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Last night I went to an event for women speakers. The group helps women find and share their voice. Totally my jam!

I noticed something within my first minutes of sitting there waiting for it to officially begin. With so much feminine energy in the room and me being a bit nervous, I had a strong pull to lean into my masculine energy – my comfort zone. I made a decision to not allow that to happen, not let my comfy masculine energy take hold.

This afforded me one of the most valuable lessons I’ve received on my exploration of my divine feminine.

As you’ll recall from a previous post, it’s been a struggle for me to dive into my own feminine energy. This made sense considering my background, my family and the culture I grew up in, but there was a missing piece to this puzzle that has now moved into place.

It didn’t come until I was about two hours into the event, having observed several women give their talks. I caught a glimpse of myself in the window and was surprised with the reflection. Though I sat there as my 32-year old self, with long dark hair and donning youthful attire, it wasn’t a young woman looking back at me. The image in the glass was that of a quiet, weathered, kind grandmother.


My struggle to connect with my own feminine nature wasn’t completely due to traits or conditioning!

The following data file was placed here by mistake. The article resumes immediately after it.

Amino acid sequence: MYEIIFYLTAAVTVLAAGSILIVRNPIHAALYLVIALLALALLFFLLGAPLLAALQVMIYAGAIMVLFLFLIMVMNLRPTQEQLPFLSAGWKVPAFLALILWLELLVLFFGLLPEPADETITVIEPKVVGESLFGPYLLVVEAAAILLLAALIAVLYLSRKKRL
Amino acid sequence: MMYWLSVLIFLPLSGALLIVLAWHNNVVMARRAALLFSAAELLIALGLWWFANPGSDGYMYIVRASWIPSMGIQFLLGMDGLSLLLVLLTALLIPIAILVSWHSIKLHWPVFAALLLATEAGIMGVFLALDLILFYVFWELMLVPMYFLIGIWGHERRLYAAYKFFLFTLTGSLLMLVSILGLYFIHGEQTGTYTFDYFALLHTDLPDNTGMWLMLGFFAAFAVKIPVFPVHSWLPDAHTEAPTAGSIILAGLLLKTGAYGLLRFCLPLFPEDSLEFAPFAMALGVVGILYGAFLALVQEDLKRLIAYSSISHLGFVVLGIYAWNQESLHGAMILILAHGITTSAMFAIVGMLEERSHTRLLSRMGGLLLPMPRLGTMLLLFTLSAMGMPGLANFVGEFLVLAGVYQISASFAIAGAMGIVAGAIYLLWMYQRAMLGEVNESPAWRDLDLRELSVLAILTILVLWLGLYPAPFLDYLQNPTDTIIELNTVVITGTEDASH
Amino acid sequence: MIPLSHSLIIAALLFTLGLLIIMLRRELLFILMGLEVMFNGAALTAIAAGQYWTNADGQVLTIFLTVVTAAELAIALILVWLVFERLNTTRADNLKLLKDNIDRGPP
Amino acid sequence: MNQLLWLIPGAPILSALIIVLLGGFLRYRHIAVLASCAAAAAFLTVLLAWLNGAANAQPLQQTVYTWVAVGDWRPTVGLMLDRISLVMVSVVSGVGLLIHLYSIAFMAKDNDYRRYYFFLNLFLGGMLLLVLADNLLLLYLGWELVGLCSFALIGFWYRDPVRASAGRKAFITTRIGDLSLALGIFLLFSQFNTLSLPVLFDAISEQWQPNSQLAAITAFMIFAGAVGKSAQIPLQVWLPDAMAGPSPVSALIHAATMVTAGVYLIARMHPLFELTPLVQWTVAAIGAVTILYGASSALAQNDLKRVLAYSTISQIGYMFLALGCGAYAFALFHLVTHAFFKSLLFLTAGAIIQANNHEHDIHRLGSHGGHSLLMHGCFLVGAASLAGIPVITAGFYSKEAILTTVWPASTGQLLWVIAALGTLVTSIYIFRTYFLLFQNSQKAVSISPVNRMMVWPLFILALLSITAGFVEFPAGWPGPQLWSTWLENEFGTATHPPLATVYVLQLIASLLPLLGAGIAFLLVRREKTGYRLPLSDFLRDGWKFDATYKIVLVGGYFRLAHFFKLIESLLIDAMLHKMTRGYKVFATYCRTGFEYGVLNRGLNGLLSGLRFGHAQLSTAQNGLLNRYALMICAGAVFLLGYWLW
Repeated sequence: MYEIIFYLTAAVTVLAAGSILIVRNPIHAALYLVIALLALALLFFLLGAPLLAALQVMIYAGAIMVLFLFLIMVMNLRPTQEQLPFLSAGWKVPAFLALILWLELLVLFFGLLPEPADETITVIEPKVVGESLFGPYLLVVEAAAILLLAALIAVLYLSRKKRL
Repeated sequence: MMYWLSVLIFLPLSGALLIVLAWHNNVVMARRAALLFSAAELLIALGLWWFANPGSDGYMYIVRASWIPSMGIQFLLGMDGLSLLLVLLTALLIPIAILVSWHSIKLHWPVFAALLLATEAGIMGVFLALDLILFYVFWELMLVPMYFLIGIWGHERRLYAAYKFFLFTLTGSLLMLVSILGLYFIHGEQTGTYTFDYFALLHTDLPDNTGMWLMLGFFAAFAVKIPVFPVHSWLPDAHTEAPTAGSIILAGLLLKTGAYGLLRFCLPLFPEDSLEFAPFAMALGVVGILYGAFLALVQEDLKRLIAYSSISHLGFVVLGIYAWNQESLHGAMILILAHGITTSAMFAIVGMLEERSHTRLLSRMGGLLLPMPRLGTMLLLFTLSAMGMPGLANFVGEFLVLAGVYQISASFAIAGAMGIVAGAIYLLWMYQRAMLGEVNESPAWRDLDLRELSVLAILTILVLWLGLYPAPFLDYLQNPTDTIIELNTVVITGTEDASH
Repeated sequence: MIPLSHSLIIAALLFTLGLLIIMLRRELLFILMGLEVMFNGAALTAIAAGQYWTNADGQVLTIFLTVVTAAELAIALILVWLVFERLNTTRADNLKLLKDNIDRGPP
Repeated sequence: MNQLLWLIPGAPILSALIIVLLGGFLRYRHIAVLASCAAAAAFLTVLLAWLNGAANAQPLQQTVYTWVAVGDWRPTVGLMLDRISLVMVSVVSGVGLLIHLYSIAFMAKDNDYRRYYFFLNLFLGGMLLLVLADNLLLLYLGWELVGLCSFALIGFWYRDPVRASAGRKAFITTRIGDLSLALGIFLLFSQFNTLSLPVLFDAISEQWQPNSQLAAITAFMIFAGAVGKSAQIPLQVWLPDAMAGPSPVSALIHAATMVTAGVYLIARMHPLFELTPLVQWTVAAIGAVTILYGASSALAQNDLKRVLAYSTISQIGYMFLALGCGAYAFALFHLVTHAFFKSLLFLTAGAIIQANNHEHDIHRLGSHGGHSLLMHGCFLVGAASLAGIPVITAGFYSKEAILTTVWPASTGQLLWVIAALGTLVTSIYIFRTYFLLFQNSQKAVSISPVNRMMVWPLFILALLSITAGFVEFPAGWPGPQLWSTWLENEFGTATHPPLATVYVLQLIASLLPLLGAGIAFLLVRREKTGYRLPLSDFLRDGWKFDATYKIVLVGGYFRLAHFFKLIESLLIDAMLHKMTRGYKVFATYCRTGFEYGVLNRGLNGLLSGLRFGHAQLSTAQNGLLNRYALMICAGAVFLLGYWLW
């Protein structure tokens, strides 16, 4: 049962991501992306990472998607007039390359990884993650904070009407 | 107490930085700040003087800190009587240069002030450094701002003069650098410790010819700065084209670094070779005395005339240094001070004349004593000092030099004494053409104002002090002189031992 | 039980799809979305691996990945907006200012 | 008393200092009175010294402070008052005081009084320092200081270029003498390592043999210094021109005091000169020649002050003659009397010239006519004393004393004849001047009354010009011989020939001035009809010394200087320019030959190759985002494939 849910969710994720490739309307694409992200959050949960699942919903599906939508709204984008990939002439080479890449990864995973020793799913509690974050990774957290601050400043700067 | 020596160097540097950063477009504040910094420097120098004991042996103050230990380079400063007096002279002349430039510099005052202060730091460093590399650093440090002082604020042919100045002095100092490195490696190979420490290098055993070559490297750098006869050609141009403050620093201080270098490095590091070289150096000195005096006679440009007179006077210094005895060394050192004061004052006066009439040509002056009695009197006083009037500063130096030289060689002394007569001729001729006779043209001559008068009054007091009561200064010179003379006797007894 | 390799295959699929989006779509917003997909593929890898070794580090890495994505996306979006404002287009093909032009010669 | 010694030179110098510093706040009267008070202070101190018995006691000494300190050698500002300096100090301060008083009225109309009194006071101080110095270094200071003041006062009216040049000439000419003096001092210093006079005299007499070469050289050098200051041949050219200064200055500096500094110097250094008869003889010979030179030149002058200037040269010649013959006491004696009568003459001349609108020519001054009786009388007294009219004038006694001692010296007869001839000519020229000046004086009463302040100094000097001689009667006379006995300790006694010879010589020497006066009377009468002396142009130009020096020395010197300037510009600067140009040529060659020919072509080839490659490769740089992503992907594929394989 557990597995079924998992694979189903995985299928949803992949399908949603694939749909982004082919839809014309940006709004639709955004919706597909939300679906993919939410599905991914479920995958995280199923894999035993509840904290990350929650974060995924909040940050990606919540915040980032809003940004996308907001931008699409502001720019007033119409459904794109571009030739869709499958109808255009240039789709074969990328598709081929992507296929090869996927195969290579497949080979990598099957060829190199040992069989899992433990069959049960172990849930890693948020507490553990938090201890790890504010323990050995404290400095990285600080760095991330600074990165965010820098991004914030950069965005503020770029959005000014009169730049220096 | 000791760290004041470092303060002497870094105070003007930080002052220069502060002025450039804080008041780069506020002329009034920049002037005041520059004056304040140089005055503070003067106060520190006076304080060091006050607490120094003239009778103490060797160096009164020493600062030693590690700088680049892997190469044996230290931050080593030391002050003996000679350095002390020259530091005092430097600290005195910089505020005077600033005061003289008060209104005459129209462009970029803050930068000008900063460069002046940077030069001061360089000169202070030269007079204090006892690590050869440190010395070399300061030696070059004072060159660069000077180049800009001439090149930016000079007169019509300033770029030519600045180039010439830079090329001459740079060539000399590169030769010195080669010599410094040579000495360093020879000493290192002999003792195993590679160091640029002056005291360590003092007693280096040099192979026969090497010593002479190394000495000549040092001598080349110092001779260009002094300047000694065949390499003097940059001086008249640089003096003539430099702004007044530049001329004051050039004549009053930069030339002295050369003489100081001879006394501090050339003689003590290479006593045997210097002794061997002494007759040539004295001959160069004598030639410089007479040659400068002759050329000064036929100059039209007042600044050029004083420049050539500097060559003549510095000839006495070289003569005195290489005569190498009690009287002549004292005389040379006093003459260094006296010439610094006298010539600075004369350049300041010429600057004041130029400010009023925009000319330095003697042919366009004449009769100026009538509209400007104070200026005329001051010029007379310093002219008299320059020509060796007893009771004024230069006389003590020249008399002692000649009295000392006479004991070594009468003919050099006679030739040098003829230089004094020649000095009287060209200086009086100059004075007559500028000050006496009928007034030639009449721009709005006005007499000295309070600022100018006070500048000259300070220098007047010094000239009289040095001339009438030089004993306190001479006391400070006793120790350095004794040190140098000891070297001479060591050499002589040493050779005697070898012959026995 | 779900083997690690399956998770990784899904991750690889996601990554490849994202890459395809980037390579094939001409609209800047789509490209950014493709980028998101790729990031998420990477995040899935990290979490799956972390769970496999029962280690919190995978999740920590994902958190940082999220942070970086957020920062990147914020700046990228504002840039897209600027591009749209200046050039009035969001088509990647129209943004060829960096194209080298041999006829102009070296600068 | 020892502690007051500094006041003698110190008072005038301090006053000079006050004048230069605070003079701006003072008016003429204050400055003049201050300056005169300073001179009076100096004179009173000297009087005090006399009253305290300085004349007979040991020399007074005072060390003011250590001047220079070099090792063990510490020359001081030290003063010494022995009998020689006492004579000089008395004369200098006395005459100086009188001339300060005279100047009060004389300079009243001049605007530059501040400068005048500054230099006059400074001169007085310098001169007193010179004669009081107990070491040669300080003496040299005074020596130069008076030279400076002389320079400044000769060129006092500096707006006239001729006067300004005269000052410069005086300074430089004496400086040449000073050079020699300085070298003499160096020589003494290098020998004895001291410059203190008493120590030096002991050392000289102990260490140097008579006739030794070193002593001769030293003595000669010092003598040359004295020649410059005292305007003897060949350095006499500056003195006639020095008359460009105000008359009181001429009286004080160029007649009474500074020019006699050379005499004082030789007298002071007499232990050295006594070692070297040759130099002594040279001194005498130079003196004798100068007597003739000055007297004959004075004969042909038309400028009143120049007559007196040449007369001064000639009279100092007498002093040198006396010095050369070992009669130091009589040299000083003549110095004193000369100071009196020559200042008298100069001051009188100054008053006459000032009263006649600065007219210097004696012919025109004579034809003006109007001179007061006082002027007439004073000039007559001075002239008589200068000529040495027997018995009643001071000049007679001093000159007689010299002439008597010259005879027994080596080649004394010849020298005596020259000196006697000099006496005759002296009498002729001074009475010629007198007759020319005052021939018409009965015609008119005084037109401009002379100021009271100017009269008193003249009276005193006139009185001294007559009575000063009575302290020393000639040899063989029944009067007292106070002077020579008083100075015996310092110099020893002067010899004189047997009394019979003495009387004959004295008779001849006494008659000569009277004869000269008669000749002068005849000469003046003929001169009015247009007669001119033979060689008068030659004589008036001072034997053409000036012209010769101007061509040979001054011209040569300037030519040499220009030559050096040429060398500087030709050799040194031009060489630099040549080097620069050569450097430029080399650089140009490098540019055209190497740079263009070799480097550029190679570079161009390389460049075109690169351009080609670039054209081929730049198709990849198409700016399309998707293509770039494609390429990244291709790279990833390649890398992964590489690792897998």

I had been exploring it under the assumption that the feminine divine would show up as my current age. It never occurred to me that I’ve been feminine all along, but with traits of a different age – still very feminine nonetheless though.


Immediately, another recent (and strange) experience made total sense.

While at a women’s retreat earlier this month, I sat next to a new friend of mine at an unofficial afterparty where people drank merrily, made earthy jokes and sang karaoke. My new friend, Adrienne is in her eighties and is legit badass in a quiet, reserved way. She and I sat on a loveseat watching the raucous festivities. Another woman, Savannah, walked over and shared how perfect the two of us looked sitting there. She couldn’t put her finger on it, but something about us as a pair struck her. Adrienne and I smiled and continued enjoying the party.

Now I understand what Savannah couldn’t put her finger on! She perceived the same woman whose reflection I caught in the window – the loving, time-worn grandmother who was happy to witness the joy of others and share in their fun (in her own way).

As I write this, countless other examples spring to mind. For the sake of this post, I won’t share them here, but it is refreshing to have new glasses with which to look through.

Of course I can also see plenty of signs of the maiden and mother in me as well, and I know I will continue to carry all three on my adventures.

This may sound like a simple revelation or even a silly one. For me it is a comfort to be affirmed, once again, that I’m not broken or wrong only different, and that is wonderful.


Have you ever thought about feminine and masculine in terms of age? I’d love to hear about your experience!

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